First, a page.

We see Personal Learning Environments as an important development in enabling such a vision – allowing learners to create and allowing sharing of knowledge and ideas as well as artefacts.

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    Digital Literacy

    A National Survey fin Wales in 2017-18 showed that 15% of adults (aged 16 and over) in Wales do not regularly use the internet. However, this figure is much higher (26%) amongst people with a limiting long-standing illness, disability or infirmity.

    A new Welsh Government programme has been launched which will work with organisations across Wales, in order to help people increase their confidence using digital technology, with the aim of helping them improve and manage their health and well-being.

    Digital Communities Wales: Digital Confidence, Health and Well-being, follows on from the initial Digital Communities Wales (DCW) programme which enabled 62,500 people to reap the benefits of going online in the last two years.

    See here for more information

    Zero Hours Contracts

    Figures from the UK Higher Education Statistics Agency show that in total almost 11,500 people – both academics and support staff – working in universities on a standard basis were on a zero-hours contract in 2017-18, out of a total staff head count of about 430,000, reports the Times Higher Education.  Zero-hours contract means the employer is not obliged to provide any minimum working hours

    Separate figures that only look at the number of people who are employed on “atypical” academic contracts (such as people working on projects) show that 23 per cent of them, or just over 16,000, had a zero-hours contract.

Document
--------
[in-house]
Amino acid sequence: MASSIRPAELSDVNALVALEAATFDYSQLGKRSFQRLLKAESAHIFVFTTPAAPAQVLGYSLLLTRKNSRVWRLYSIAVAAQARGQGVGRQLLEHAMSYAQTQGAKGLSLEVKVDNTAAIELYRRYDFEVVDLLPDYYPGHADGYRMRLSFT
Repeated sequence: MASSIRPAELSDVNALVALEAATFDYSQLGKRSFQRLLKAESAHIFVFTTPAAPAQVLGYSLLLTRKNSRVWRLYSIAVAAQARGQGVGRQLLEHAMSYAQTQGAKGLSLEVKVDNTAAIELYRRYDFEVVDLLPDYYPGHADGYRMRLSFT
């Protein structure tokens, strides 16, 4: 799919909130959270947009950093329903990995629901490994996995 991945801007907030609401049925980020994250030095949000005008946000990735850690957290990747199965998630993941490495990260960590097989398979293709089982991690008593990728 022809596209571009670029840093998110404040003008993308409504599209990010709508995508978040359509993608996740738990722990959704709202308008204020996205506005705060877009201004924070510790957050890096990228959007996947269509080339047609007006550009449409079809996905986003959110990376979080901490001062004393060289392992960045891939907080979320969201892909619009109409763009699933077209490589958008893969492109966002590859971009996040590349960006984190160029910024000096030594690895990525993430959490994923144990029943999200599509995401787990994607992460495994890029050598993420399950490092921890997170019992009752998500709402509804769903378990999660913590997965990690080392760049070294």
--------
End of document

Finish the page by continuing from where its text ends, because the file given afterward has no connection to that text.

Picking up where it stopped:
Resistance decreases over time

    Interesting research on student centered learning and student buy in, as picked up by an article in Inside Higher Ed. A new study published in PLOS ONE, called “Knowing Is Half the Battle: Assessments of Both Student Perception and Performance Are Necessary to Successfully Evaluate Curricular Transformation finds that student resistance to curriculum innovation decreases over time as it becomes the institutional norm, and that students increasingly link active learning to their learning gains over time

    Postgrad pressure

    Research published this year by Vitae and the Institute for Employment Studies (IES) and reported by the Guardian highlights the pressure on post graduate students.

    “They might suffer anxiety about whether they deserve their place at university,” says Sally Wilson, who led IES’s contribution to the research. “Postgraduates can feel as though they are in a vacuum. They don’t know how to structure their time. Many felt they didn’t get support from their supervisor.”

    Taught students tend to fare better than researchers – they enjoy more structure and contact, says Sian Duffin, student support manager at Arden University. But she believes anxiety is on the rise. “The pressure to gain distinction grades is immense,” she says. “Fear of failure can lead to perfectionism, anxiety and depression.”